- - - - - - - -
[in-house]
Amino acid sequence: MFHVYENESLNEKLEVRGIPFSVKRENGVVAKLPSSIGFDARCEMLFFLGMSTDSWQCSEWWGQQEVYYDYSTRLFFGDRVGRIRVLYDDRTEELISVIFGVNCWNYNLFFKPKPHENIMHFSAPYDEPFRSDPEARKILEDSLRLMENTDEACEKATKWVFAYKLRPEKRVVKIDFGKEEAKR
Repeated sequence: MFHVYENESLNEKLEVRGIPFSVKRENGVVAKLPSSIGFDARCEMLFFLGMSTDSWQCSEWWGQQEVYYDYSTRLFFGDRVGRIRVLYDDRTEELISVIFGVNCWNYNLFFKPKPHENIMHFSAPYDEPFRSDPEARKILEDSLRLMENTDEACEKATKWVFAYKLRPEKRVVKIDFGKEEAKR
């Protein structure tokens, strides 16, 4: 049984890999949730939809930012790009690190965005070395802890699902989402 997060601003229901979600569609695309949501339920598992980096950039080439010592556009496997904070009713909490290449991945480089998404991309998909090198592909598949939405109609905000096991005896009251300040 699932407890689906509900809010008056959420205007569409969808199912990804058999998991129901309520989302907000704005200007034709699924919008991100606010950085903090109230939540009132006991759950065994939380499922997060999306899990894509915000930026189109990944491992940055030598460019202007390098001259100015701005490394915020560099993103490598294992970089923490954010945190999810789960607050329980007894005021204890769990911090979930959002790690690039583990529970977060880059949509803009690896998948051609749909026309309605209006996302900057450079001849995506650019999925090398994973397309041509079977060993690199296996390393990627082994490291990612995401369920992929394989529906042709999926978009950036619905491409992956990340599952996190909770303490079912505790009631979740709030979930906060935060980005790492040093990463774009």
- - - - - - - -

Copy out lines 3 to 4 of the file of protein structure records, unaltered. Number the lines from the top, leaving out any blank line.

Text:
Repeated sequence: MFHVYENESLNEKLEVRGIPFSVKRENGVVAKLPSSIGFDARCEMLFFLGMSTDSWQCSEWWGQQEVYYDYSTRLFFGDRVGRIRVLYDDRTEELISVIFGVNCWNYNLFFKPKPHENIMHFSAPYDEPFRSDPEARKILEDSLRLMENTDEACEKATKWVFAYKLRPEKRVVKIDFGKEEAKR
């Protein structure tokens, strides 16, 4: 049984890999949730939809930012790009690190965005070395802890699902989402 997060601003229901979600569609695309949501339920598992980096950039080439010592556009496997904070009713909490290449991945480089998404991309998909090198592909598949939405109609905000096991005896009251300040 699932407890689906509900809010008056959420205007569409969808199912990804058999998991129901309520989302907000704005200007034709699924919008991100606010950085903090109230939540009132006991759950065994939380499922997060999306899990894509915000930026189109990944491992940055030598460019202007390098001259100015701005490394915020560099993103490598294992970089923490954010945190999810789960607050329980007894005021204890769990911090979930959002790690690039583990529970977060880059949509803009690896998948051609749909026309309605209006996302900057450079001849995506650019999925090398994973397309041509079977060993690199296996390393990627082994490291990612995401369920992929394989529906042709999926978009950036619905491409992956990340599952996190909770303490079912505790009631979740709030979930906060935060980005790492040093990463774009």